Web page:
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The Dragon’s Shadow and India

Can India shake off the dragon’s growing tentacles in South Asia? The dragon’s shadow has lengthened over the South Asian region as it has rapidly developed port and transport infrastructure, some of it as part of its Belt and Road Initiative.

China is doubling down on a range of its territorial disputes with South Asian neighbours like India to the South China Sea. During the last three months, there has been a tense face-off on its border with India in the western Himalayan region of Ladakh. High-level military and diplomatic parleys have resulted in a gradual de-escalation of hostilities. But there is unlikely to be any return to status quo ante as the consensus that guided bilateral relations for several decades has broken down. India, for its part, has upped the ante by regulating Chinese investments and reducing its dependence on imports and technology from the mainland, among other measures.

India’s far bigger challenge is to defend turf against the dragon’s growing influence in the neighbourhood. India’s Prime Minister Narendra Modi rightly believes that having a good neighbourhood is a universal aspiration and signalled his foreign policy priorities when he invited leaders of the South Asian Association for Regional Cooperation for his swearing-in ceremony in May 2014. Due to problems with Pakistan, however, this grouping receded in importance. India is no doubt the dominant power in South Asia and the Indian Ocean and it cannot but be concerned that China has developed a much deeper engagement on trade and investment.

India’s interests from Aden to the Straits of Malacca too are imperilled by the rise of China as a maritime power. Due to their quest for energy security, the Indian Ocean is where the rivalry between India and China is most intense. The Chinese leadership since the presidency of Hu Jintao has fretted over the so-called Malacca dilemma. Far from recognizing this ocean as India’s zone of influence, China’s strategy has entailed building up naval bases in Djibouti in Somalia, Gwadar in Pakistan, Hambantota in Sri Lanka, Chittagong in Bangladesh and Sittwe in Myanmar to ensure that the sea lanes are safe for its oil supplies from West Asian countries.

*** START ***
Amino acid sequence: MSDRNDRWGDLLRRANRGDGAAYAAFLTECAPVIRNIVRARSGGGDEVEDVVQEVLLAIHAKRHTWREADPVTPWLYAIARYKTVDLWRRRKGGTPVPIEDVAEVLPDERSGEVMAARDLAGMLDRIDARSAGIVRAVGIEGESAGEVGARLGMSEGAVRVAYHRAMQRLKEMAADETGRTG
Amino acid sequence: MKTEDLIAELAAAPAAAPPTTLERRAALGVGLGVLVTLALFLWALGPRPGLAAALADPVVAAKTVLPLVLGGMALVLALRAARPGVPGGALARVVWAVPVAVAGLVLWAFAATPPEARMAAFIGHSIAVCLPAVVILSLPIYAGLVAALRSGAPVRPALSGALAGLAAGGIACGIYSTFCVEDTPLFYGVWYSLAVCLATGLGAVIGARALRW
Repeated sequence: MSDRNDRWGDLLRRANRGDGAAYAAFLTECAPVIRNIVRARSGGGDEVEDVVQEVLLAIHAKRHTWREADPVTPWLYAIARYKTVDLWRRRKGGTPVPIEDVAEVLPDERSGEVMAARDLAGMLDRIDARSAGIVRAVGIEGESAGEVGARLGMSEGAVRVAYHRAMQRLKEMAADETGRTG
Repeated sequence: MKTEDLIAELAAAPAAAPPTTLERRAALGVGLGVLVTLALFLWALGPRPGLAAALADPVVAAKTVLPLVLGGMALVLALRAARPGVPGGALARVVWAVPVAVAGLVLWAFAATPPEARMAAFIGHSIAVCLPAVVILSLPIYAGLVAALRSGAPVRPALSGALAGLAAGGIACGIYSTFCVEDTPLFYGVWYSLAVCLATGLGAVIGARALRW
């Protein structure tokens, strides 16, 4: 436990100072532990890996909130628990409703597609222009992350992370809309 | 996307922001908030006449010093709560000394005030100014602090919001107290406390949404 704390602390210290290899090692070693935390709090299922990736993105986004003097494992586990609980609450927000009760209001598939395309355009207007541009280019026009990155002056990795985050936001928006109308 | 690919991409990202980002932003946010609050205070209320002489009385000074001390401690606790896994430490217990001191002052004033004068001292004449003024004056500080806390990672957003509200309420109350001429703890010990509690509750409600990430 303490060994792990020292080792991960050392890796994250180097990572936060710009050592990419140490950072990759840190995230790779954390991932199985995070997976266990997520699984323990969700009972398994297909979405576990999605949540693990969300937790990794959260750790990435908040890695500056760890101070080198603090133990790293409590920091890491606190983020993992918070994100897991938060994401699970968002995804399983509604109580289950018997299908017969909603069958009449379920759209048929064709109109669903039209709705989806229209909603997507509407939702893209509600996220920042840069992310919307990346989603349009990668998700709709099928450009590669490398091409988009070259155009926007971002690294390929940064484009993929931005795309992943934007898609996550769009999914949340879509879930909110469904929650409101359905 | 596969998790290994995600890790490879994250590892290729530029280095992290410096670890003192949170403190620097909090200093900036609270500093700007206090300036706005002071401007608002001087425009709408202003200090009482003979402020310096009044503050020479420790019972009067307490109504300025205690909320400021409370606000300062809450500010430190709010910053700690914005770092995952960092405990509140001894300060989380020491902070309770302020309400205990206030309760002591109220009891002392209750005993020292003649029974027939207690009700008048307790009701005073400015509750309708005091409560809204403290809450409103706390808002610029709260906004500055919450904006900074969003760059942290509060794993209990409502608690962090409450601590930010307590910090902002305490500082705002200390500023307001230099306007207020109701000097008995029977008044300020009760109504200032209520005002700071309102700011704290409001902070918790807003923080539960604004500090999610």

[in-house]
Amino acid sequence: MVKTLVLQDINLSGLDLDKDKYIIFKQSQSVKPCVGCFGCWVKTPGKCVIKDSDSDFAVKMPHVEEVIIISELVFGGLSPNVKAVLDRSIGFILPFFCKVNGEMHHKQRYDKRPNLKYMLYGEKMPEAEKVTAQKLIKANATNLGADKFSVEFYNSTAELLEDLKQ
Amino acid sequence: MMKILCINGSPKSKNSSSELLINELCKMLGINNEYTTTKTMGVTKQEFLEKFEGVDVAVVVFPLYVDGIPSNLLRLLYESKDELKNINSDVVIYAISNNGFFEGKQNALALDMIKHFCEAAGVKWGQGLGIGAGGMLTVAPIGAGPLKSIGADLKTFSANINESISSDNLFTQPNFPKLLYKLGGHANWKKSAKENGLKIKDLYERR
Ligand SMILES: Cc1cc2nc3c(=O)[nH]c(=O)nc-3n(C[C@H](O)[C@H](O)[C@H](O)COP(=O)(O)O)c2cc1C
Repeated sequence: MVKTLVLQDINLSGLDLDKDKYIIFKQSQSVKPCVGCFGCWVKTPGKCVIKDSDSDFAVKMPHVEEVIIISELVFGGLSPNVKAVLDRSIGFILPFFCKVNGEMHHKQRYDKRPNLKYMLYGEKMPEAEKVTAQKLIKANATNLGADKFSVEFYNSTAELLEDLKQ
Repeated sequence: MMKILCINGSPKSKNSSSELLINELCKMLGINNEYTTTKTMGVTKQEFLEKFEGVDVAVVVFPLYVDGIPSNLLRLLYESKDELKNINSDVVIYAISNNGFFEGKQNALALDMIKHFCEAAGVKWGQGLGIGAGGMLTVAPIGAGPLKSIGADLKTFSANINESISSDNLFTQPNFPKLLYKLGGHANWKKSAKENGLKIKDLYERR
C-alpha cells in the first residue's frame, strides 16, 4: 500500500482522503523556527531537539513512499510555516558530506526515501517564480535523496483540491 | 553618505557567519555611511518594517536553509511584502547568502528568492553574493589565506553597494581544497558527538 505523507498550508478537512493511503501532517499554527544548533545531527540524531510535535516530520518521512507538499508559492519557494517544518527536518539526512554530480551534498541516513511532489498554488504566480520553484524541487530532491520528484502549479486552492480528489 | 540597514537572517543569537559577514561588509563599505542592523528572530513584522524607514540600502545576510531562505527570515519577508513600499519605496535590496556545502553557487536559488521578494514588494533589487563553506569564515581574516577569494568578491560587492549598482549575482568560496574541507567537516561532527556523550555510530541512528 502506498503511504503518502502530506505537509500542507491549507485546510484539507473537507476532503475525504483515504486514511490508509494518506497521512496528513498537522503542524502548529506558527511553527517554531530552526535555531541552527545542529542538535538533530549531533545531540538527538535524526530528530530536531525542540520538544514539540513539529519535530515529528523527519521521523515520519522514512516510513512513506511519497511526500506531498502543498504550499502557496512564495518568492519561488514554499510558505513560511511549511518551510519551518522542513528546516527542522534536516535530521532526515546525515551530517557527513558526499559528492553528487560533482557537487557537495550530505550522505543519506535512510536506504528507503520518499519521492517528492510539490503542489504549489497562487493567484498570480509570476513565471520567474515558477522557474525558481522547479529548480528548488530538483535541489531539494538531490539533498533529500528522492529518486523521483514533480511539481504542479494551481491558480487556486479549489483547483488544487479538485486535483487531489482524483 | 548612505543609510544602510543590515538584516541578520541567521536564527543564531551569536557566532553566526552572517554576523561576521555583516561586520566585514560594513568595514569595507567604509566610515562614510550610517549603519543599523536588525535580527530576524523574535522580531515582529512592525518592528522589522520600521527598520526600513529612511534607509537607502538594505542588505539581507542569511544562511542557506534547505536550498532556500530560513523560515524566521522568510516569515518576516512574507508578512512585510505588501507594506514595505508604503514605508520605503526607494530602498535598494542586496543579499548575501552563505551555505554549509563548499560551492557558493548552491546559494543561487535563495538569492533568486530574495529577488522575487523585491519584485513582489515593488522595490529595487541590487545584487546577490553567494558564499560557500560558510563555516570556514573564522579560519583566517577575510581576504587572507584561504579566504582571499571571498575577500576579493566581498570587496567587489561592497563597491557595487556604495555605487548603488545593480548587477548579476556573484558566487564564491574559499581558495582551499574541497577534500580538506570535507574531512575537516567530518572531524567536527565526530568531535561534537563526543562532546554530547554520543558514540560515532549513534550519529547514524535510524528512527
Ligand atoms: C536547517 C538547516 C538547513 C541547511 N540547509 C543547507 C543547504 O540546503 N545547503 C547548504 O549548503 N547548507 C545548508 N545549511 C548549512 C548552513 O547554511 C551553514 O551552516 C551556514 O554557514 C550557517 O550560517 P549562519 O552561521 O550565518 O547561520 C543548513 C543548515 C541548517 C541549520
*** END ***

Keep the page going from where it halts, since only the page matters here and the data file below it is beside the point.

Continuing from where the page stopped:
India’s heft in South Asia has certainly diminished as regional integration has been allowed to drift. Trade within the region is one of the lowest in the world, a consequence partly of the fact that Pakistan has denied most-favoured-nation status to India’s goods. India, too, withdrew MFN status to Pakistan last year. MFN status ensures non-discriminatory trade between partner countries. An important reason why South Asian integration remains a distant dream is that most member countries also resent India’s dominance. Their resentment has only deepened as every SAARC member has registered huge trade deficits with India.

South Asia thus is a diminishing priority focus for India, accounting for only 1.7% to 3.8% of its global trade. In sharp contrast, China has notched up large trade volumes, rising more than six-fold from USD 9.2 billion in 2005 to USD 60 billion in 2018, while India’s increased less spectacularly from USD 7.4 billion to USD 31 billion over this period according to a policy brief of Brookings India, “India’s limited trade connectivity with South Asia”. That it has also become Bangladesh’s largest trading partner is a painful reminder to India of its failure to deepen regional integration. Bangladesh accounts for one-third of China’s trade with South Asia.

The dragon’s shadow has lengthened over the region as it has rapidly developed port and transport infrastructure, some of it as part of its Belt and Road Initiative. It has eased the debt burden of Maldives and provided aid to Sri Lanka and Nepal to develop its northern border districts. A rail corridor has been recently activated that allows access for land-locked Nepal’s goods to Chinese seaports in Tianjin and Shenzhen. The closer embrace with China has certainly emboldened the government of this Himalayan country under KP Oli to include parts of Indian territory like Kalapani, Lipulekh and Limpiyadhura in its new map.

To counter-balance China, India must contribute to greater flows of trade within the region through unilateral trade liberalization. India must also step up its investments in South Asia. The scale of this challenge is immense as China’s investments have cumulated to USD 116.6 billion according to the American Enterprise Institute’s China Global investment tracker. Most of these investments are in Pakistan (USD 56.3 billion), Bangladesh (USD 26.9 billion) and Sri Lanka (USD 13.8 billion), the bulk of it to build power, ports, roads, bridges and airports.

A hopeful sign is that the exigencies of dealing with the viral pandemic provided PM Modi with an opening to reach out again to SAARC. His video conference and the follow-up with medical supplies to neighbours exemplify how soft power can further opportunities to shore up India’s preeminence in the region. South Asia has limited resources. Its human security indicators per person are woefully inadequate. The region is dependent on public health institutions, which is woefully short of requirement and it has the bulk of the world’s poor.

By N. Chandra Mohan, Ph
D Economic and business commentator based in New Delhi, and co-author of the book, The Business of Humanity, Routledge, 2017.

Source: (This piece first appeared in the South Asia Monitor– Adapted and republished here with the permission of the author.)
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